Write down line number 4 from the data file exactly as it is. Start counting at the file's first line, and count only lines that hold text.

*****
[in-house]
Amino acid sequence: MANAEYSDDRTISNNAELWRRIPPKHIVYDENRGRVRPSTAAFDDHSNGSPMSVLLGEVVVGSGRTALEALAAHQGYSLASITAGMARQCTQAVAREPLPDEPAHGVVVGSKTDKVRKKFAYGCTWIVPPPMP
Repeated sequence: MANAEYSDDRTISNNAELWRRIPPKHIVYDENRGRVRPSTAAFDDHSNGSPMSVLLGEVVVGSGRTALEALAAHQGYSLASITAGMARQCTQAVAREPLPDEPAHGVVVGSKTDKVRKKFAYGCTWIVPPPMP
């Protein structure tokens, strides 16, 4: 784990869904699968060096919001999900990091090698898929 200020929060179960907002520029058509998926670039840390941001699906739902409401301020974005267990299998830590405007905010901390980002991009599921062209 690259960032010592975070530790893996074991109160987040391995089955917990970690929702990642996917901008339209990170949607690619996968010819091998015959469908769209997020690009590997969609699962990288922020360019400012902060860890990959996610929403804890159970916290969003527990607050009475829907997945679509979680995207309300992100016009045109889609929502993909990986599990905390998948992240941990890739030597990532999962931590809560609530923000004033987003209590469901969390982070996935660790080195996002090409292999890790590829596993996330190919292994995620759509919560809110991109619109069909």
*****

């Protein structure tokens, strides 16, 4: 784990869904699968060096919001999900990091090698898929 200020929060179960907002520029058509998926670039840390941001699906739902409401301020974005267990299998830590405007905010901390980002991009599921062209 690259960032010592975070530790893996074991109160987040391995089955917990970690929702990642996917901008339209990170949607690619996968010819091998015959469908769209997020690009590997969609699962990288922020360019400012902060860890990959996610929403804890159970916290969003527990607050009475829907997945679509979680995207309300992100016009045109889609929502993909990986599990905390998948992240941990890739030597990532999962931590809560609530923000004033987003209590469901969390982070996935660790080195996002090409292999890790590829596993996330190919292994995620759509919560809110991109619109069909």